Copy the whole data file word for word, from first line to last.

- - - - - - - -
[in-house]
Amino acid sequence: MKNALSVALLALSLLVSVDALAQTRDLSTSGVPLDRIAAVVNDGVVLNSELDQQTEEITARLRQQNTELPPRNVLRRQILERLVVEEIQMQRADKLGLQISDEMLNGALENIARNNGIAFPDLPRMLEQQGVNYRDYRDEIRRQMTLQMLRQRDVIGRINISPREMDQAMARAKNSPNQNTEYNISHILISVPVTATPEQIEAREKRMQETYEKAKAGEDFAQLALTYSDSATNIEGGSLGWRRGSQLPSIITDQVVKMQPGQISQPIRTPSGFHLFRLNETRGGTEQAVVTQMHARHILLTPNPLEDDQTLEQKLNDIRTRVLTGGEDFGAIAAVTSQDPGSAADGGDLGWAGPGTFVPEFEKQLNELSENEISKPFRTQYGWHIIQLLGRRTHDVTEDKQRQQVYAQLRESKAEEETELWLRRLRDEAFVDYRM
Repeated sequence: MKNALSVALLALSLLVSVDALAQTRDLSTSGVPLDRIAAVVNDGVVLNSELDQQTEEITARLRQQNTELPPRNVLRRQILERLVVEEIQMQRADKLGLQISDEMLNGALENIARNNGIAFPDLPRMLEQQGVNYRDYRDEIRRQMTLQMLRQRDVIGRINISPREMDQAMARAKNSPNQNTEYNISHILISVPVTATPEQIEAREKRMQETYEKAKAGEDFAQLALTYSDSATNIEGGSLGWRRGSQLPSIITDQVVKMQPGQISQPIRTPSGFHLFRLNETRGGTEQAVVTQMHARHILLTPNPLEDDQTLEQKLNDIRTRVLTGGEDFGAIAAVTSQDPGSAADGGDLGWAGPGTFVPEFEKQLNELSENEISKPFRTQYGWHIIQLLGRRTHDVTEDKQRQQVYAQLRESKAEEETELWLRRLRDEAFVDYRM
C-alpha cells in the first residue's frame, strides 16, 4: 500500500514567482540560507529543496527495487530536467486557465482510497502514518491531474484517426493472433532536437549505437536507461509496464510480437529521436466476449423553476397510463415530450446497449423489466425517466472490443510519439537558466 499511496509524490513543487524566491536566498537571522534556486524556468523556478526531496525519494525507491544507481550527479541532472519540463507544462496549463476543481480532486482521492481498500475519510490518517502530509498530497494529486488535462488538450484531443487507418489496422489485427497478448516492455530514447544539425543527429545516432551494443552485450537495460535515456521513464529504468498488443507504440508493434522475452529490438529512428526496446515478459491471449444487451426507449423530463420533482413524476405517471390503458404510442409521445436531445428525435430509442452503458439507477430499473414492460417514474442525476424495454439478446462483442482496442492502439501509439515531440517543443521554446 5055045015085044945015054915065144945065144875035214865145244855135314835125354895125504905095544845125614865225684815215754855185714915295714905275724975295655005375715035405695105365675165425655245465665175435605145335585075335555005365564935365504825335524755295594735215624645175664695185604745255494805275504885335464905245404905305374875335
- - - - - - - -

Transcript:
[in-house]
Amino acid sequence: MKNALSVALLALSLLVSVDALAQTRDLSTSGVPLDRIAAVVNDGVVLNSELDQQTEEITARLRQQNTELPPRNVLRRQILERLVVEEIQMQRADKLGLQISDEMLNGALENIARNNGIAFPDLPRMLEQQGVNYRDYRDEIRRQMTLQMLRQRDVIGRINISPREMDQAMARAKNSPNQNTEYNISHILISVPVTATPEQIEAREKRMQETYEKAKAGEDFAQLALTYSDSATNIEGGSLGWRRGSQLPSIITDQVVKMQPGQISQPIRTPSGFHLFRLNETRGGTEQAVVTQMHARHILLTPNPLEDDQTLEQKLNDIRTRVLTGGEDFGAIAAVTSQDPGSAADGGDLGWAGPGTFVPEFEKQLNELSENEISKPFRTQYGWHIIQLLGRRTHDVTEDKQRQQVYAQLRESKAEEETELWLRRLRDEAFVDYRM
Repeated sequence: MKNALSVALLALSLLVSVDALAQTRDLSTSGVPLDRIAAVVNDGVVLNSELDQQTEEITARLRQQNTELPPRNVLRRQILERLVVEEIQMQRADKLGLQISDEMLNGALENIARNNGIAFPDLPRMLEQQGVNYRDYRDEIRRQMTLQMLRQRDVIGRINISPREMDQAMARAKNSPNQNTEYNISHILISVPVTATPEQIEAREKRMQETYEKAKAGEDFAQLALTYSDSATNIEGGSLGWRRGSQLPSIITDQVVKMQPGQISQPIRTPSGFHLFRLNETRGGTEQAVVTQMHARHILLTPNPLEDDQTLEQKLNDIRTRVLTGGEDFGAIAAVTSQDPGSAADGGDLGWAGPGTFVPEFEKQLNELSENEISKPFRTQYGWHIIQLLGRRTHDVTEDKQRQQVYAQLRESKAEEETELWLRRLRDEAFVDYRM
C-alpha cells in the first residue's frame, strides 16, 4: 500500500514567482540560507529543496527495487530536467486557465482510497502514518491531474484517426493472433532536437549505437536507461509496464510480437529521436466476449423553476397510463415530450446497449423489466425517466472490443510519439537558466 499511496509524490513543487524566491536566498537571522534556486524556468523556478526531496525519494525507491544507481550527479541532472519540463507544462496549463476543481480532486482521492481498500475519510490518517502530509498530497494529486488535462488538450484531443487507418489496422489485427497478448516492455530514447544539425543527429545516432551494443552485450537495460535515456521513464529504468498488443507504440508493434522475452529490438529512428526496446515478459491471449444487451426507449423530463420533482413524476405517471390503458404510442409521445436531445428525435430509442452503458439507477430499473414492460417514474442525476424495454439478446462483442482496442492502439501509439515531440517543443521554446 5055045015085044945015054915065144945065144875035214865145244855135314835125354895125504905095544845125614865225684815215754855185714915295714905275724975295655005375715035405695105365675165425655245465665175435605145335585075335555005365564935365504825335524755295594735215624645175664695185604745255494805275504885335464905245404905305374875335